3. A free copy of the book. Yep, I've got my promo copies, just like Jeff and Phil. Unlike their populist "first come first serve" comment approach, I'm going incredibly pragmatic with my one remaining promo copy. I'm giving one free copy to the person who sells me on why they're the most worthy recipient. Use my blog's contact link and sell, sell, sell me on why I'd be a fool not to give you my last extra copy of this book. Can you write a review somewhere popular, get it in a magazine, use it to construct full size parade float or blimp? Remember, books are for closers. Will I ship internationally? Dunno, sell me on it!
Posted by Jon Galloway | 6 comment(s)
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[ASP.NET] Setting the DefaultButton for a Login control

Background

One underused feature in ASP.NET 2.0 is the ability to set a default button for a form. In the past, this often required some extra JavaScript, and was just enough of a pain that it didn't get done until someone asked for it. The ASP.NET form element has DefaultButton and DefaultFocus properties which do exactly what you'd think. For instance, a site I'm working on has a search bar in the header, so I added the following to the form control. Default focus goes to the search textbox, and pressing the enter key submits the form.

<form id="MainForm" runat="server" DefaultButton="Search" DefaultFocus="SearchText">

In my case, the form is declared in my site's MasterPage, You might not want to do that depending on how many forms are in your site; this site's got very few, so it's simpler to set it globally and handle the exceptions. Unless I say different, every page will focus the search textbox and the search button will handle the enter keypress.

Overriding DefaultButton in Page

There are two few ways to override DefaultButton and DefaultFocus. You can override in your codebehind:

this.Form.DefaultButton = MyButton.UniqueID;

In addition to the Form, you can also set the DefaultButton in an <asp:Panel>. That's handy because you can nest Panels, and Panel with the current focus gets to set the Default button, bubbling up until you get to the form.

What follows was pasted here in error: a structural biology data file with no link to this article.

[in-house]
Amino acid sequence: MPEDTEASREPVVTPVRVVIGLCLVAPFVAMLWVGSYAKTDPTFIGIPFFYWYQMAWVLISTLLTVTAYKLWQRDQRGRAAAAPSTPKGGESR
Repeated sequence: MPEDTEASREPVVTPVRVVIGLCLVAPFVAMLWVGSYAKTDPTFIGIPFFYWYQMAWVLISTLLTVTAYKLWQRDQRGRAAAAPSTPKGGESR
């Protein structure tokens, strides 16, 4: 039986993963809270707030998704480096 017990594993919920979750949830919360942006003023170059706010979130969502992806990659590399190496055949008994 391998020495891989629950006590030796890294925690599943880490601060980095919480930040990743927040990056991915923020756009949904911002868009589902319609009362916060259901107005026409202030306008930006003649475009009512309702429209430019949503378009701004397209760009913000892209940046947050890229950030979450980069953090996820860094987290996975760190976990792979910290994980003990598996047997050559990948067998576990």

Gotcha! Containers mangle control ID's, but that's what DefaultButton requires

I ran into this on a simple login form. When the user's logging in, we want to make sure the default button is set to submit the login form, but since the login button is generated by a template, we don't have an ID to work with. The solution is to reference the parent control's id (the <asp:Login> control), then add the $, then add the ID of the actual control. You can find the ID of the control by viewing source if you're not sure.

<asp:LoginView ID="LoginView" runat="server"> <LoggedInTemplate> <div> You are logged in as <asp:LoginName ID="LoginName" runat="server" /> </div> <div> <asp:LoginStatus ID="LoginStatus" runat="server" /> </div> </LoggedInTemplate> <AnonymousTemplate> <asp:Panel ID="panelLogin" runat="server" DefaultButton="Login$LoginButton"> <asp:Login ID="Login" runat="server" /> </asp:Panel> </AnonymousTemplate> </asp:LoginView>

 

 
Posted by Jon Galloway | 34 comment(s)
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Gravatar 201: Advanced Gravatars in ASP.NET

I know that's a dumb title. I just couldn't help myself. This post wraps up my Gravatar trilogy:

Part 1: Adding Gravatars to your ASP.NET site in a few lines of code - It's easy to add avatars to your site

Part 2: Avatars? Isn't that some kind of D&D comic book stuff? - Avatars can help make your community website feel more like a community and less like a website

Technical recap on setting up Gravatars

Since this is a 201 class, we're going to recap the technical details on integrating with Gravatars - for more info, see the first post. The short version - a Gravatar ID is just an MD5 hash of the user's e-mail address, which can be done in one line of code: